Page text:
At the Olympic Arts Festival, the world puts its best foot forward
Apart from the ubiquitous advertisements hawking the official Olympic snack food, insurance company, or coin-operated video games, the official Olympics is finally beginning to show its tangible face here this month.
The Olympic Arts Festival has begun its work of creating what its director describes as an ''intelligent preface'' to the games -- a preface billed as the largest arts festival in United States history.
The urbane director, Robert Fitzpatrick, has made himself a student of how past Olympic Arts Festivals were lost in the skirts of the sporting events. His strategy this time is for arts not to compete with sports, but to create a sense of event, of quality, and of cosmopolitan celebration around the games.
The signs are everywhere. Star-spangled, pastel banners have appeared along streets and buildings around the city to alert Los Angeles drivers they are approaching an Olympic site. The message is that this is no ordinary time and place, but a locus of Olympic excitement.
The chief monument to this Olympiad -- a 25-foot high Olympic gateway topped by a pair of bronze statues of nude, athletic torsos -- has been erected and unveiled at the Los Angeles Coliseum.
And the Olympic cultural events themselves are rolling by like a whirlwind tour of world culture led by a savvy and enthusiastic guide.
If Mr. Fitzpatrick, who is also president of California Institute for the Arts, wanted to open the Olympic season with something unlike anything Californians had ever seen before, he succeeded.
Pina Bausch's Wuppertaler Tanztheater from West Germany performs a cross between dance and an abstracted, mostly wordless theater. Well-known among European aficionados of dance, Ms. Bausch and her troupe made their American debut in Pasadena, as the opening performance event in the Olympic Arts Festival.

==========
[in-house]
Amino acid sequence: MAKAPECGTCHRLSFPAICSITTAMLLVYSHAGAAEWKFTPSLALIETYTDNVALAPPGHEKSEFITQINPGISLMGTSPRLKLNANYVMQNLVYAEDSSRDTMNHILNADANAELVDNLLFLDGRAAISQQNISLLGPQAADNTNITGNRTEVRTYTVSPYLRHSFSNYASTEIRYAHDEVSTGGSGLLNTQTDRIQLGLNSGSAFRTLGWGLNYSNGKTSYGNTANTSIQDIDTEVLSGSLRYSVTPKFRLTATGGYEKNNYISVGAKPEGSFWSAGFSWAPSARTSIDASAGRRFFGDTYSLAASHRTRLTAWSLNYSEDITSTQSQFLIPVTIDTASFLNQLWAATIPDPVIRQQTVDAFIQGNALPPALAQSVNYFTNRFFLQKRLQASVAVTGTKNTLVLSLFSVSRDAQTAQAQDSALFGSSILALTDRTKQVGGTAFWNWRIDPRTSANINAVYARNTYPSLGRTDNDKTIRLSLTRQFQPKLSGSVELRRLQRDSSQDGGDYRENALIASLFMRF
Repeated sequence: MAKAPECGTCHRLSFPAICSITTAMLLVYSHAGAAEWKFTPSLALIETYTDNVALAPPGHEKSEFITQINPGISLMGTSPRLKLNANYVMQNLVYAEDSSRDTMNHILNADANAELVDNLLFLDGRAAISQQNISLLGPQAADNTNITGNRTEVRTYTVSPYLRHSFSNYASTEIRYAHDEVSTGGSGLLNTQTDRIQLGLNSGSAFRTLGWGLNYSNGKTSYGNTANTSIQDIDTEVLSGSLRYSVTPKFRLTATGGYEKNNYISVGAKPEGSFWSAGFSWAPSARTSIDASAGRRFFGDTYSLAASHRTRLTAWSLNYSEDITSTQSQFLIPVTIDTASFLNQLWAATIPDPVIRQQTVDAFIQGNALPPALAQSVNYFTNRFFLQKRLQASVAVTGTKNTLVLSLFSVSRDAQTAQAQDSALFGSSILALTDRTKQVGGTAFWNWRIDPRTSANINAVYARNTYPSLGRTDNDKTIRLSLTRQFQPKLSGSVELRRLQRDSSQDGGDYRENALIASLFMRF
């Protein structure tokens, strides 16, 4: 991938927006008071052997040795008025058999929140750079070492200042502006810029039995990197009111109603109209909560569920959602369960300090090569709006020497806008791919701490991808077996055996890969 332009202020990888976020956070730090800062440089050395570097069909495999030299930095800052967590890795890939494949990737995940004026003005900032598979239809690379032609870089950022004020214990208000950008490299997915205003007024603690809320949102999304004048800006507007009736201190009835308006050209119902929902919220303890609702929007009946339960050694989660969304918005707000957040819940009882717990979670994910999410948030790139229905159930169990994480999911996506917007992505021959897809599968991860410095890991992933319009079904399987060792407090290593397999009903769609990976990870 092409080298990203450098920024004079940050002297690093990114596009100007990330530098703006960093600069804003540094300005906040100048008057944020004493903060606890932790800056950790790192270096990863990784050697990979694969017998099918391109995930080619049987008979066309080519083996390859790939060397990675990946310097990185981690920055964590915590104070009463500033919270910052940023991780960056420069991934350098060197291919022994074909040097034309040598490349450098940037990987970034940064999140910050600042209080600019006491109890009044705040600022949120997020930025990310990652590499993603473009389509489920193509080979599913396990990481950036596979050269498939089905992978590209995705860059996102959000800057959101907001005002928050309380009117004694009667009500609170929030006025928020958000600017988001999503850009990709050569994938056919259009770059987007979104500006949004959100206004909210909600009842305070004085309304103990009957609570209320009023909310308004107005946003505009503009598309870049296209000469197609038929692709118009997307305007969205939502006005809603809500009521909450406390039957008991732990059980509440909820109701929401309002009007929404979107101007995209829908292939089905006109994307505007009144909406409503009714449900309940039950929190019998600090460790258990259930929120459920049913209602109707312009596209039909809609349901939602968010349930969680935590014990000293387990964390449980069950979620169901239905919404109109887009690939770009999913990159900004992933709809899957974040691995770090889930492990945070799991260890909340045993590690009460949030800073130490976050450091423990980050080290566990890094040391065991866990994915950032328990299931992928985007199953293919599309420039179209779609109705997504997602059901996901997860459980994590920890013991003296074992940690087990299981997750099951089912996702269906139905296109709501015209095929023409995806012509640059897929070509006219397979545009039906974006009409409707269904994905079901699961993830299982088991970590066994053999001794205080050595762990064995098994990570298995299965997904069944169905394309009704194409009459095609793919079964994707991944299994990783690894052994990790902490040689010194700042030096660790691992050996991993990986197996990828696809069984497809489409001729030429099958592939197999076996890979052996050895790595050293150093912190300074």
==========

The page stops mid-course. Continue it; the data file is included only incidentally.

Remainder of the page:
At least on the surface, nothing could be less southern Californian than the relentlessly bleak, futility-ridden sense of life reflected in Ms. Bausch's work. In ''Cafe Muller,'' pale, corpse-like women stumble blindly through a stark cafe. Intense, absorbed young men thrash wildly about the stage in pathetic rituals of psychic misery.
Most striking, the Bausch dancers are disciplined and athletic, but not beautiful. They are tall and short, thin and chunky, the women clad inelegantly in plain, tired-looking slips.
The reaction was strong both ways. The first ballet was greeted with a few boos and some walkouts. The second, ''Rites of Spring,'' which featured a stage covered in peat moss that smudged the dancers, won a standing ovation.
Contrast the Bausch troupe's avant-garde modernity to the lush tradition of the Royal Shakespeare Company's ''Much Ado About Nothing,'' which opened at UCLA a few days later. Nothing unexpected here for anyone, simply the Bard played by the best.
Contrast the traditional resonance of the venerable RSC to the Olympian eclecticism of a more unorthodox Shakespeare. France's Le Theatre du Soleil made its US debut last week with three Shakespeare dramas played in French wearing Oriental constumes and the white faces of Japanese Kabuki theater.
Contrast Bausch's high somberness to the low frivolity of another Olympic debut last week. Los Angeles' own Groundlings, an improvisational theater troupe with a tiny theater of its own, premiered ''Olympic Trials: A Chick Hazard Mystery.'' The year is 1932, the Olympics have come to Los Angeles, and our hard-boiled private eye, evoked straight out of Raymond Chandler, has a murder on his hands.
The details of the murder are supplied by the audience, which is worked over from the stage by a cabby from New York who is writing a detective story. As he elicits the facts of the case from the small crowd, the cast seamlessly improvises their script around them. (Opening night had a manicurist done in with a nail file near the Olympic swimming pool, an unexplained lemon pie found near the body.)
It's a silly, loose, and boisterous spoof of the sordid, sleazy Los Angeles of detective fiction, perhaps the strongest literary profile the city has achieved.
This is the kind of range this arts festival has set out to offer. It has had its disappointments for planners. Among others, the most massive and daring work of the festival, an eight-hour ''planetary opera'' by Robert Wilson entitled, ''CIVIL warS'': a tree is best measured when it's down,'' won't be here. Organizers never found a way to cover its cost.
The festival's big ceremonial event will come at the Hollywood Bowl, the day before the games begin. The Olympic organizers have commissioned John Williams to write an anthem for the games, ''Olympic Fanfare,'' to be performed by the Los Angeles Philharmonic with Placido Domingo as tenor.